AT: That is exactly where I got the name! A man of eloquent speech. I tease that my last name Thorne comes from Paul’s thorn in the flesh. Meaning for every ounce of eloquence He gave me to tell a story, He made sure to level the playing field. Actually the last name just sounded cool.
BT: “Tell us about your book.”
AT: Codename: Freedom – Survive Week One is the first book in what I plan to be a long running series of nine or more books. I wish they broke up nicely into trilogies, but I don’t see that happening. It is a coming of age tale where Lucius, named after the Lucius in Acts, is raised in a world where virtual, mixed and augmented reality have completely taken over everyday life.
His father is a software developer and created an artificial intelligence (AI) bot named Destiny to basically raise him in his place. She is more than that though. She is a constant voice in his head to help him develop to become the best he can be in whatever it is he so desires. Destiny is much more advanced than the regular AI bot and Lucius’s father is rather disappointed he uses her to pursue becoming a professional gamer.
Gaming at this point in time has become as big as professional sports are today, if not bigger. With enough followers you can catch the eye of sponsors and get huge contracts. Lucius is selected to enter a yearlong virtual reality experiment that is really a training simulator, "Codename: Freedom," designed to transform normal people into super soldiers. He enters Freedom to hopefully push his semi-pro status to the next level.
The leveling system isn’t like what is common in LitRPGs. It is based off of military grade Mixed Reality tech. When they level up, they can improve their senses to grow their ability of sight, hearing and smell. All combat is based off of their real world ability. Since both gamers and athletes are chosen to participate this causes some extra drama when the two different worlds clash.
I have to stop now or I’ll give too much away.
BT: “How long did it take for you to write it?”
AT: I started this one in October of 2015.
BT: “How accessible is this story for people who may be uncomfortable with profanity, sexual content, and so forth?”
AT: There is no profanity or sexual content at all for starters. I usually use fillers that are cleaner, like “cyborg snot" for cursing. Something that is cleaner, and more humorous than cringe-worthy. That doesn’t mean I do not touch on mature topics. One of the biggest trials Lucius has to deal with is the 100% pain in Codename: Freedom. Even if pain doesn’t come paired with death, having to wait hours as you suffer through it before your body recovers is not a light topic.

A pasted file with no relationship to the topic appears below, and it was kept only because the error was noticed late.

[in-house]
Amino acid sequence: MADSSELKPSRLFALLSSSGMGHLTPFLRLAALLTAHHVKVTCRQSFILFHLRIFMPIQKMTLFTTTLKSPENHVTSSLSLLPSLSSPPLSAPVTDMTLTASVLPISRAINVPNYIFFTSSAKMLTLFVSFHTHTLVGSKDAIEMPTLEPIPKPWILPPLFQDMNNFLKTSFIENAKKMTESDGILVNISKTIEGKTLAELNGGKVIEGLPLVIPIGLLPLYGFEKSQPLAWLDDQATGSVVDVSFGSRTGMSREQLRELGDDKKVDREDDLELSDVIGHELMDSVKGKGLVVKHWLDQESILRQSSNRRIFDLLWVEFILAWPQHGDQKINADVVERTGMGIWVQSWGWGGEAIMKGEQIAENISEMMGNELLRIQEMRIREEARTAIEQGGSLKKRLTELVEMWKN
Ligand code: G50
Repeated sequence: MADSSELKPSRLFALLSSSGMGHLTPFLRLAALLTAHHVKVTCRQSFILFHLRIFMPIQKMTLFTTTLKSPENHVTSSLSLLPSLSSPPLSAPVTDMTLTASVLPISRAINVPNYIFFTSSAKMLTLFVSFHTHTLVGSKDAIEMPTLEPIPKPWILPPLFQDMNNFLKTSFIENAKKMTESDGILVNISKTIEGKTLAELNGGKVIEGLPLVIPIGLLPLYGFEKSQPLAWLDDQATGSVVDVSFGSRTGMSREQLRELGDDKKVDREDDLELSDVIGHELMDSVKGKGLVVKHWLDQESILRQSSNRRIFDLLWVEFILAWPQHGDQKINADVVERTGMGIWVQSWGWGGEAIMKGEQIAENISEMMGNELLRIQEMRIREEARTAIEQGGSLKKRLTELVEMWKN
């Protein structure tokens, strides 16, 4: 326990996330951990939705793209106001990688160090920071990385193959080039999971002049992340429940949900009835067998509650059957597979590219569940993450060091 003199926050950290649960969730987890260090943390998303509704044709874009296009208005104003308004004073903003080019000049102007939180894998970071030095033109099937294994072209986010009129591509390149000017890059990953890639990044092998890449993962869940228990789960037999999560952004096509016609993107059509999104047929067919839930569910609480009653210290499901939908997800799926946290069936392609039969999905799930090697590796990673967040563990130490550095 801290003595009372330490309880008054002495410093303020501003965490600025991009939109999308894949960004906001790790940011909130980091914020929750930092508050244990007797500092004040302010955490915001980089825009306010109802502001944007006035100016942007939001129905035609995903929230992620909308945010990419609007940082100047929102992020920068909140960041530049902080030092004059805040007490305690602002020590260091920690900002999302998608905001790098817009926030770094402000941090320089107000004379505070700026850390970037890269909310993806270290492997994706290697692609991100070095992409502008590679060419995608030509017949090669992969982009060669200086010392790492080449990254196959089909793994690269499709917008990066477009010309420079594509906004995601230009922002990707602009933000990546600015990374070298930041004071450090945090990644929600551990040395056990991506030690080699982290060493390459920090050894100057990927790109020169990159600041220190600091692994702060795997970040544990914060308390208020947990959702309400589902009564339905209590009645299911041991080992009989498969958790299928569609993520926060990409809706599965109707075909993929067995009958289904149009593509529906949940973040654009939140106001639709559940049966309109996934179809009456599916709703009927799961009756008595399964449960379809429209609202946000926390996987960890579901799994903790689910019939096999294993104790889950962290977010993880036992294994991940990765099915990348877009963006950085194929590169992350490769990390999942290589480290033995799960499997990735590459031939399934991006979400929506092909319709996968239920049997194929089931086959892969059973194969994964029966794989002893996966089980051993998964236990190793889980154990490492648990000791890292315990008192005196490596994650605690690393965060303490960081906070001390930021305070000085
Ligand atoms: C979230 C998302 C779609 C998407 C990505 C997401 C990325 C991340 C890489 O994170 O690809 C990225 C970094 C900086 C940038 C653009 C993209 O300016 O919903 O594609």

If in the future there is sexual content, then I will imply and not describe it. I have never run into a book where I thought it was necessary to tell the story. Now certain genres are based upon that, but I am not writing for any of those genres.
Also, Codename: Freedom is an action novel. There is violence, but I don’t do gore. That is sometimes a fine line, but I only explain certain events if they are required to explain a tactic and that tactic is impacting the mindset of the character.
Drinking. This is something that is done in Codename: Freedom. I have tried to do it tactfully, but everyone is of age. Secondly, it is not praised. A drunk person is thoroughly mocked in Book One as example. Also, one of the ways it is used is to numb pain while people are suffering from an injury because they have found nothing else that works.
BT: “Have you always wanted to be a writer?”
AT: I have always like the idea, and in college I wanted to pursue it. It wasn’t until after college and I was married that I just started to do it for a hobby that things became series. I put up the rough draft of Codename: Freedom on RoyalRoadL.com and got 500k views. After that it seemed silly not to pursue it.
BT: “With LitRPG, you not only have to deal with plot and characters, but also with creating a game world and dealing with game mechanics, character stats, and so forth. Did you design the game before you wrote the book?”
AT: Yes. I also have a second series with a completely different game system coming out hopefully in 2-3 months. This is an aspect I get a kick out of. It’s the gamer in me. Growing up playing games is good for something I guess.
BT: “I’m assuming you plan to follow up with Book Two** at some point. Do you have the series all laid out? Or are you letting things unfold as you go???
AT: A little bit of both. The overall plot over the nine or more books is already outlined. The individual books are only partially outlined. Besides book two that is already written, each individual book I experience for the first time while I’m writing it. There are a few major scenes I have probably already imagined, but other than that the characters do what they want. Lol.
I wanted to thank you Brian for the opportunity and showing the LitRPG genre some love. I hope you continue to enjoy the genre!
**Note: Since this interview was originally conducted, Book Two has now released. Look for it on Amazon at Apollos Thorne's author page.